GM first used a PLC to assemble automobile automatic transmissions. An assembly plant is made of hundreds of machines that need to be coordinated to function smoothly. The PLC allowed the production line to be repurposed easily. Now a reprogrammed basic machine could be reused to produce a new part.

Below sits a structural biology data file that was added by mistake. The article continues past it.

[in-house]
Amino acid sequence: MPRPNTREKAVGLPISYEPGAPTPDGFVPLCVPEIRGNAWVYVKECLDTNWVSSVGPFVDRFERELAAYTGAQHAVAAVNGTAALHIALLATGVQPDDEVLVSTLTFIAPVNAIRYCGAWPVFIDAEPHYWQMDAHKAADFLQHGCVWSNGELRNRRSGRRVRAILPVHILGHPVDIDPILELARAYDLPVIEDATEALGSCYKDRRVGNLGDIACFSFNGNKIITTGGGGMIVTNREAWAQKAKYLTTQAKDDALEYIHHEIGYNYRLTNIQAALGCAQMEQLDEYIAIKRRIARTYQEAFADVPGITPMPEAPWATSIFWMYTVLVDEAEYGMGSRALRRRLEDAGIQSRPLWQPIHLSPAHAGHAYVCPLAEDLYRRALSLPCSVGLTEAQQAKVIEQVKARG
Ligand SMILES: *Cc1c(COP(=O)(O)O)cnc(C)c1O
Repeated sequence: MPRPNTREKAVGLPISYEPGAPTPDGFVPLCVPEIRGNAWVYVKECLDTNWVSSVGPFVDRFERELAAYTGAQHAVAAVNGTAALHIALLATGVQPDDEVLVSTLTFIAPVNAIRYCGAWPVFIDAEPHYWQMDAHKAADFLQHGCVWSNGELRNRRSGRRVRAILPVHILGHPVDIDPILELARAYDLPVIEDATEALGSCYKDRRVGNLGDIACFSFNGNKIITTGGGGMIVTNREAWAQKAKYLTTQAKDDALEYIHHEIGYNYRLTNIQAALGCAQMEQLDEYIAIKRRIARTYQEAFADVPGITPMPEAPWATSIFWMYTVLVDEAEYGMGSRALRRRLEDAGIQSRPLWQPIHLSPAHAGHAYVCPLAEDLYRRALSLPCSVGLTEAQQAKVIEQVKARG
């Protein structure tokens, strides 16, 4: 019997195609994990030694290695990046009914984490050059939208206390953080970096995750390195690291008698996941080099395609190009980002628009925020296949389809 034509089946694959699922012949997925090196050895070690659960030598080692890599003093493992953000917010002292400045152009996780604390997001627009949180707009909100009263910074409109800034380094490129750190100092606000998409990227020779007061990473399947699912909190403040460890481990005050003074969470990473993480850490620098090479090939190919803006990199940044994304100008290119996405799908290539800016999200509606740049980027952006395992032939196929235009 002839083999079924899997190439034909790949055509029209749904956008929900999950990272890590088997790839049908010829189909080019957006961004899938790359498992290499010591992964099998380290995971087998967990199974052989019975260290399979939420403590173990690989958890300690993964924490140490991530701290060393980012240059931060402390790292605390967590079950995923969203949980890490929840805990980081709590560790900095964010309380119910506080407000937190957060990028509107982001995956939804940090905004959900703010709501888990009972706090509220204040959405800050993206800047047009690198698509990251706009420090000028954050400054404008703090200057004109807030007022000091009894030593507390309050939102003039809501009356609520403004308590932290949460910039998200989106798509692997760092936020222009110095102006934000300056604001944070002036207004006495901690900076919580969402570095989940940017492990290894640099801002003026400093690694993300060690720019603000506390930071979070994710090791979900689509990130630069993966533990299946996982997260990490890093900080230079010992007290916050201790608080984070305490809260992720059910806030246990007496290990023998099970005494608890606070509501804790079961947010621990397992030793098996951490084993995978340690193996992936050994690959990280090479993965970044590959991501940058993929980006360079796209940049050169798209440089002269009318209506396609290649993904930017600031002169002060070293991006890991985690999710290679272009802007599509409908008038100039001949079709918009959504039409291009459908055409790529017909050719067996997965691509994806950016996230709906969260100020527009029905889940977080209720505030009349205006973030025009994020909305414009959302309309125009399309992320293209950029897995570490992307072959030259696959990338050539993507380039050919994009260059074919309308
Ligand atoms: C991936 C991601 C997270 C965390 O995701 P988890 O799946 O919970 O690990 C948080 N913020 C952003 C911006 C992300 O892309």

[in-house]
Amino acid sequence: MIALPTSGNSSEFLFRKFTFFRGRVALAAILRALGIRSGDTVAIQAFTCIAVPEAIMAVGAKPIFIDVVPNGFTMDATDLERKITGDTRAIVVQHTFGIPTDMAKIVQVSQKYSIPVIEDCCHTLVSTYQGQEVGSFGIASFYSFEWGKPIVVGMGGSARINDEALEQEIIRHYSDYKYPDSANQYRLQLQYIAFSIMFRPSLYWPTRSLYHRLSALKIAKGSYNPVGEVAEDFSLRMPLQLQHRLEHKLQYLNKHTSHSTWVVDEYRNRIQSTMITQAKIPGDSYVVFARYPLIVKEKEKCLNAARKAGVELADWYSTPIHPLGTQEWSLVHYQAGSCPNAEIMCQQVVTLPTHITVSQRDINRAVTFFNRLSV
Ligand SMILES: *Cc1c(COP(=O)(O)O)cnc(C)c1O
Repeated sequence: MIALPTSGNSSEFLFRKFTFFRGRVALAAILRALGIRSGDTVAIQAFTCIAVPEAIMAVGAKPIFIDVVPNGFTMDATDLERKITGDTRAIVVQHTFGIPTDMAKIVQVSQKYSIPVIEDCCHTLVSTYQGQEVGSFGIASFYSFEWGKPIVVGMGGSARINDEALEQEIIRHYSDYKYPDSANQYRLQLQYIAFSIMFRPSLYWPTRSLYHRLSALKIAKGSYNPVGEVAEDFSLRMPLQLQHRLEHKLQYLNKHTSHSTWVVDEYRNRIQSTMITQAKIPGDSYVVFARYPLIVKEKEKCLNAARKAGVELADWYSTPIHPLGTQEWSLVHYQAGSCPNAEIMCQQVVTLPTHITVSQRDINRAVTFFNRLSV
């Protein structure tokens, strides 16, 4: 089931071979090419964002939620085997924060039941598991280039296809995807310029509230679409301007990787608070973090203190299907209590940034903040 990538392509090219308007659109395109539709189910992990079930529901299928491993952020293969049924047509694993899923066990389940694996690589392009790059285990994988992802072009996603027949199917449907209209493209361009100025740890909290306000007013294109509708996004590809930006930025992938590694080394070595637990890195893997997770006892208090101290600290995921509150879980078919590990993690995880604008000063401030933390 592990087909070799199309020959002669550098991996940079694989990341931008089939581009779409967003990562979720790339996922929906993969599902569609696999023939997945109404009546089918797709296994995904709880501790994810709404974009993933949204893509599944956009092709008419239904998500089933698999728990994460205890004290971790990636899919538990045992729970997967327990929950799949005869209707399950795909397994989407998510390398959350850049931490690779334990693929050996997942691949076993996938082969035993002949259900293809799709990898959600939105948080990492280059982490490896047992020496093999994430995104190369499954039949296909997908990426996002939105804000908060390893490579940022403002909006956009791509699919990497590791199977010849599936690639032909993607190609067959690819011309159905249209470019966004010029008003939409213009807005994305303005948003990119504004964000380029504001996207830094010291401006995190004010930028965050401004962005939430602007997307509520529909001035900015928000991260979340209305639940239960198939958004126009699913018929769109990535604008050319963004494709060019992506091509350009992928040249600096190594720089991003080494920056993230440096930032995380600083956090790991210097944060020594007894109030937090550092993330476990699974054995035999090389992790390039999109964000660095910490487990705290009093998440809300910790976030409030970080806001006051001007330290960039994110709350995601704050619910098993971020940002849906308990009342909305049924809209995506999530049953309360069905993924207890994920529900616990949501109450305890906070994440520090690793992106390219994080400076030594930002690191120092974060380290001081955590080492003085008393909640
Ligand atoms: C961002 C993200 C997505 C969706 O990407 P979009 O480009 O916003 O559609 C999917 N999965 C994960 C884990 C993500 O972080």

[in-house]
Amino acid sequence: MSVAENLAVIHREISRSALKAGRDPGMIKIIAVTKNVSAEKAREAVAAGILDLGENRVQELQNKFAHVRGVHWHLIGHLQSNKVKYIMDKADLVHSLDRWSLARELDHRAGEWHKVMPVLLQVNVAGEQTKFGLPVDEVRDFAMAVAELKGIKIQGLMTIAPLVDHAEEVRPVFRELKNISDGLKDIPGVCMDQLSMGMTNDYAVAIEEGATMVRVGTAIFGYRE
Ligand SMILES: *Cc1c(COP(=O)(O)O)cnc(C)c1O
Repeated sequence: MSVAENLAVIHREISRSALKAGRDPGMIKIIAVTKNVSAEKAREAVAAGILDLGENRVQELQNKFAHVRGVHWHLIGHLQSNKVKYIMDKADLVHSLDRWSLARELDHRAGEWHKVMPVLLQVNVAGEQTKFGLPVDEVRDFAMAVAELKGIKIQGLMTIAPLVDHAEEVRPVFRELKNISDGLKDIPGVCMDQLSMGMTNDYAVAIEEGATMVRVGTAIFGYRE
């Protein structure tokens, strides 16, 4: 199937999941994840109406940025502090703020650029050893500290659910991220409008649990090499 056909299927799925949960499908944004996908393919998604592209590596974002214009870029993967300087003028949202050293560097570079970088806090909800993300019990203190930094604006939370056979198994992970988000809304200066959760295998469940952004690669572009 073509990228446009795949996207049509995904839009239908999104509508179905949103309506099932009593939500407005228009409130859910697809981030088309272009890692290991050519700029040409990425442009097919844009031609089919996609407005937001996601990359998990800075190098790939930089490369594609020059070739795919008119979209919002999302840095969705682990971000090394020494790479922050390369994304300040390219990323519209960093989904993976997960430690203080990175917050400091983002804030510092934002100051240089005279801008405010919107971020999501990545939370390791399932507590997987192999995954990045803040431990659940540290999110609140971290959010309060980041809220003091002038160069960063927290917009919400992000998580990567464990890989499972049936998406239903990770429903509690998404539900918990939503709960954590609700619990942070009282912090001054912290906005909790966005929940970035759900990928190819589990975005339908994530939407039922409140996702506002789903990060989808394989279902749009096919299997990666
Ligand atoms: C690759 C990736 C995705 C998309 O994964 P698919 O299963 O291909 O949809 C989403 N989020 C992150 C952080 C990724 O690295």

We can illustrate the pivotal importance of this evolution by focusing on one machine, a numerically controlled (NC) milling machine, and by comparing the old control system with a PLC. First, a human loaded a bare piece of metal on the cutting table and locked it down. Several switches verified that the metal was in the proper position. The operator then indicated that his body was out of danger by pushing two widely spaced buttons, one with each hand. A mechanical guard extended to protect the operator from flying metal shavings. Finally, multiple cutters sculpted the metal in a precise sequence. When the part was complete the mill retracted the tools, stopped all movements, and opened the guard so the human could remove the part and replace it with a new metal blank. Before the PLC, each of these small steps in the operation was hard wired with relays, timers, limit and position switches. It worked reliably…until one needed to make even a small change. The worst possible situation was when a new step needed to be added in the middle of the sequence. Someone might need to unwire all the steps after the new step, add the new step (a hardware relay or timer), and rewire everything that followed.